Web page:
The Family Plot by Megan Collins

The Family Plot by Megan Collins

Dahlia Lighthouse and her siblings had an unconventional childhood, to say the least. They were homeschooled and along with geography, they were taught about famous serial killers and their victims by their obsessed parents. The way they grew up, sheltered, surrounded by historical murders, has obviously affected how they live in the world off the island and how they relate to other people. And now three of the siblings, now adults, are back home. Dad's dead, but someone else's body is found in his grave - Andy, who they all thought ran away years ago. So the mystery is who killed Andy. Dahlia is desperate to find out what happened to her twin. I don't know if mystery is really the right word. Yes, we have some clues and an investigation, but the book is more about the oppressive atmosphere of the Lighthouse home, of the suspicion of the other islanders, of secrets and obsession and coping. The tone is dark and...
Read More
The Bounty by Janet Evanovich and Steve Hamilton

The Bounty by Janet Evanovich and Steve Hamilton

I thoroughly enjoyed The Bounty. That doesn't necessarily mean it's a good book, but for me, it was a lot of fun. Yes, it's over the top. No, it's not realistic. Don't expect character growth or believable scenes. There's non-stop action, decent chemistry between Nick and Kate, practically unstoppable bad guys, and a whirlwind tour of Europe. I will say the blurb is misleading in a couple of things. First, Quentin did not teach Nick everything he knows, Nick wasn't actually aware of much of what his dad was up to. They are very similar though. Second, Kate and Jake get along just fine. They recognize each other's skills and stubbornness and work well together. The story's a treasure hunt, with iconic places and dangerous obstacles. Even though it's not a scam, Nick's talents definitely have their uses. The bad guys are off course always right on Kate and Nick's trail and, for various reasons, Kate can't count on any official...
Read More
Flourish by Martin E.P. Seligman

Flourish by Martin E.P. Seligman

In the last couple of months, I've been reading and learning about positive psychology and happiness in general. I did not get much out of Flourish. I sincerely doubt that on its own it helps many people flourish. The base idea is good, I think. The PERMA concept is what brought me to the book. Well-being, happiness, flourishing, whatever you want to call it, consists of 5 pieces: Positive emotions, Engagement, Relationships, Meaning, Achievement. But we learn very little about how to achieve flourishing. Mostly, Flourish is an over-view of what Dr. Seligman has achieved to date and what he hopes to achieve in the future. We learn about his work with the army, with a private school in Australia, with the people who pay a lot to join his Masters program. We learn that he thinks very highly of himself and his theories. We learn about the important people he's met and major positions he's held. What we don't get is...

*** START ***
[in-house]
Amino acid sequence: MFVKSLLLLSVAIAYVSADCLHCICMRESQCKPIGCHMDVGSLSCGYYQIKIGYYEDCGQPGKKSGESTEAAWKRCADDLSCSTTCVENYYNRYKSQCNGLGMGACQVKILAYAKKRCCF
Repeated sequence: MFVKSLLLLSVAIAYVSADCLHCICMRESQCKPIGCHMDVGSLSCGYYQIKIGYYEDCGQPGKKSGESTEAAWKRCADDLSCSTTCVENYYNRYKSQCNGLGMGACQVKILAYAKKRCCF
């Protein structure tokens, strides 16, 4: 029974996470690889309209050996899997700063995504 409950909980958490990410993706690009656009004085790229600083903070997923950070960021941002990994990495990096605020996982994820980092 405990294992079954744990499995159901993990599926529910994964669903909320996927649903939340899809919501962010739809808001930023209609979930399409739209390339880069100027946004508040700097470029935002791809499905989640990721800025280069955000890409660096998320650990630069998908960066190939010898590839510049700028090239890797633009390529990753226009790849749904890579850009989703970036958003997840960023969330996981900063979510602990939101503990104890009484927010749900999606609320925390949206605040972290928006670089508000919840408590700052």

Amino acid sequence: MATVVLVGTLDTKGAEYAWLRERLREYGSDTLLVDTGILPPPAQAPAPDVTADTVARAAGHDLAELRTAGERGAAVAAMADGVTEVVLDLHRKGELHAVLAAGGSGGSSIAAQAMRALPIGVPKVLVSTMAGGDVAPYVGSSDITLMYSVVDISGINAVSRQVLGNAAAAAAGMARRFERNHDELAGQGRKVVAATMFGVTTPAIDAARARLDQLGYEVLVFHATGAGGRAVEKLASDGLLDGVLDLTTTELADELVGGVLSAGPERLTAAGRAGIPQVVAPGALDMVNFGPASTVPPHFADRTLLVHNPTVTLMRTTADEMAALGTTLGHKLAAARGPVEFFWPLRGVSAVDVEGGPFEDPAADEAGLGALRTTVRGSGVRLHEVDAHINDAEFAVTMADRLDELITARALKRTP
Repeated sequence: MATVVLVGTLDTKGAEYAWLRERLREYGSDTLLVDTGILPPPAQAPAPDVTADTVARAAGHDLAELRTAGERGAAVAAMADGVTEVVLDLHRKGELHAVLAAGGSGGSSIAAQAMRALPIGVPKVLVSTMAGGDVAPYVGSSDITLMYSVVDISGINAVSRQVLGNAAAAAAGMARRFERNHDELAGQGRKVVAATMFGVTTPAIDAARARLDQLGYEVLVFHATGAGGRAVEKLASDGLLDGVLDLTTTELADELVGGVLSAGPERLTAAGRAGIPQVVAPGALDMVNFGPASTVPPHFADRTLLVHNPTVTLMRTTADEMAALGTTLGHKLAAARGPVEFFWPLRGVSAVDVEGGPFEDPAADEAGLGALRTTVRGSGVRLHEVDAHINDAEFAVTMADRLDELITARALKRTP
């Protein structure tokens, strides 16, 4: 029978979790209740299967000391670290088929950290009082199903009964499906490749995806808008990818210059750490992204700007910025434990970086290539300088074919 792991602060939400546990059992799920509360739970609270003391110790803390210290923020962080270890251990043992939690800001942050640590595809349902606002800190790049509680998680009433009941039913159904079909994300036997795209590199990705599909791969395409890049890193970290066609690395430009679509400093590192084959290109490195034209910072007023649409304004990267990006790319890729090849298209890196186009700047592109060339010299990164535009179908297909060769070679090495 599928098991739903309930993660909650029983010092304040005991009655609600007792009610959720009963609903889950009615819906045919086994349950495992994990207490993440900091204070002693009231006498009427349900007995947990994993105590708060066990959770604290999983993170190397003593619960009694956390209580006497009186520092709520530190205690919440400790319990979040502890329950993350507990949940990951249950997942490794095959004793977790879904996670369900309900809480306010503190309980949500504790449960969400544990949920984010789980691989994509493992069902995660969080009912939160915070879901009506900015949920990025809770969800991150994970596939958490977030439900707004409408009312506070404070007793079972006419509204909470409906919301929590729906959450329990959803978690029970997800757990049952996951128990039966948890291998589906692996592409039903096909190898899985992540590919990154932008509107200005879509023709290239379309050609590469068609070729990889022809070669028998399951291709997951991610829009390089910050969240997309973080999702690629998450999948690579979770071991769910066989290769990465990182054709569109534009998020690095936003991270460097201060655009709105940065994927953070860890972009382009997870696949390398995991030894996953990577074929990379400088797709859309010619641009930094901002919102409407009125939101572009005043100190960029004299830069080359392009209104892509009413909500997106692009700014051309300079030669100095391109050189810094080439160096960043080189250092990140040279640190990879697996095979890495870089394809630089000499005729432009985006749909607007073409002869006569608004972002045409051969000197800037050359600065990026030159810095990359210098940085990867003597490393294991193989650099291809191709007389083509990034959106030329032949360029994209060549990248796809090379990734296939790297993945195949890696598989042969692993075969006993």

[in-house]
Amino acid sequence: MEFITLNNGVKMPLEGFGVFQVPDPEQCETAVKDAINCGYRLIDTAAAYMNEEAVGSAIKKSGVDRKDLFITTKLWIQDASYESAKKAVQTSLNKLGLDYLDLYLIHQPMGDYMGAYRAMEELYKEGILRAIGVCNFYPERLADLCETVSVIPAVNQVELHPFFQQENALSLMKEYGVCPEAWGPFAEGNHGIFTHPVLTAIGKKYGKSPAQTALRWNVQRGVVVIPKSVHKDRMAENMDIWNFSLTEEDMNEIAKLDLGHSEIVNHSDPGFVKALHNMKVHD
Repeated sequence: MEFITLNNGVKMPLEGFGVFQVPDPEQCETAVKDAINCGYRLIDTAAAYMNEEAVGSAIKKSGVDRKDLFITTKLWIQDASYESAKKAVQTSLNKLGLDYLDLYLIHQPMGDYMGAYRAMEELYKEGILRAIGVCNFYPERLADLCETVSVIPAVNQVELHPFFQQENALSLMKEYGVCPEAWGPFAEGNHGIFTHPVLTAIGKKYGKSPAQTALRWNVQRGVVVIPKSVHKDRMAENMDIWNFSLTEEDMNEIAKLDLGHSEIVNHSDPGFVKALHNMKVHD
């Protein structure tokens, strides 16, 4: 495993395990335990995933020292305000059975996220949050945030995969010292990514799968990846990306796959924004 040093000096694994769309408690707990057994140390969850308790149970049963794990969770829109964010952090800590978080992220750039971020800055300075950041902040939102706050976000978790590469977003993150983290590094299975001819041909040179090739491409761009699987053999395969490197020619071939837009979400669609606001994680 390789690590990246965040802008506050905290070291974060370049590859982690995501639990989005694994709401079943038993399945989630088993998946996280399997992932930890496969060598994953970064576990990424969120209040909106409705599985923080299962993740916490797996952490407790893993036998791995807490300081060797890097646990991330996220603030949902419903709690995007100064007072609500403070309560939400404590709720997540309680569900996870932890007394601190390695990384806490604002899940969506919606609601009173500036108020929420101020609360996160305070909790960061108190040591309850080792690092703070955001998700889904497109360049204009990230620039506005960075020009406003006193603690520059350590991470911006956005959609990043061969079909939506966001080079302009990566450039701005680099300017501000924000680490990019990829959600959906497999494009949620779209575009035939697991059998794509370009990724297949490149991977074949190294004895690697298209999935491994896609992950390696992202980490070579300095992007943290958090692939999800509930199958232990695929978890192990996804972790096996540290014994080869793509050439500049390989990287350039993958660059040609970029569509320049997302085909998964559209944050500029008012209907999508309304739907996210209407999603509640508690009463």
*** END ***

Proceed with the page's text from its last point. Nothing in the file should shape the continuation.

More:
Read More
Anatomy of a Scandal by Sara Vaughan

Anatomy of a Scandal by Sara Vaughan

Anatomy of a Scandal is a very timely courtroom drama. Just a warning, there is going to be a minor spoiler here. I don't think I can help it. Handsome, charming James, a Junior Home Office Minister, is accused of rape by an ex-lover. Sophie is his wife who believes, at least at first,  that he could never have done such a heinous thing. Kate is the lawyer determined to prove him guilty beyond a shadow of a doubt- and she doesn't have any doubt. The story flowed well. It's not a nail-biting thriller, but it's tense and emotion-filled. We see James and Sophie in their college days, along with their friends. We know what they were like then and who they became. We learn that some things change, and others don't. It's a story that sucks you in, but I'm not sure I really enjoyed it. First, there's never any doubt for the reader about James guilt, just whether the jury will believe...
Read More

Midnight at the Bright Ideas Bookstore by Matthew J. Sullivan

I admit it - I picked up Midnight at the Bright Ideas Bookstore based mostly on the title and cover. I have trouble passing up mysteries centered in bookstores. While it was not really what I expected, I enjoyed it. I expected a lighter mystery, more cozy. While not gory or violent, this one is disturbing at times. Lydia is the only survivor of the night the Hammerman killed her friend and her friend's parents, but she hides this fact from everyone. She was a child at the time, but the Hammerman was never caught. Fast forward and now she's an adult, working at a bookstore, living with her boyfriend, who she has not told about her past. As the story opens, Lydia discovers one of the bookfrogs, Joey, has committed suicide in the book store. That would be devastating enough, but in his pocket he has a picture of Lydia as a child, with two of her friends, which is odd...
Read More

In a Dark, Dark Wood by Ruth Ware

Did you read the blurb above? It sounds really good, doesn't it? First off, i like house party murder mysteries, so the glass house in the middle of the woods with a small cast of characters appealed to me. Add an unreliable narrator and secrets of the past and it should have been a winner. Unfortunately, all the characters were annoying and juvenile and the big surprise wasn't that surprising. I didn't care about Nora and found her agreement to go to the party unlikely. Add in her obsession with a high school boyfriend character and she was just a pretty sad character who I didn't relate to or sympathize. Actually, I was hoping for a final twist that took into account her knowledge from crime writing, but no, she just puts herself in a dangerous position alone with the killer like so many amateur female detectives. Really, when will they learn to at least tell someone where they're going? I...
Read More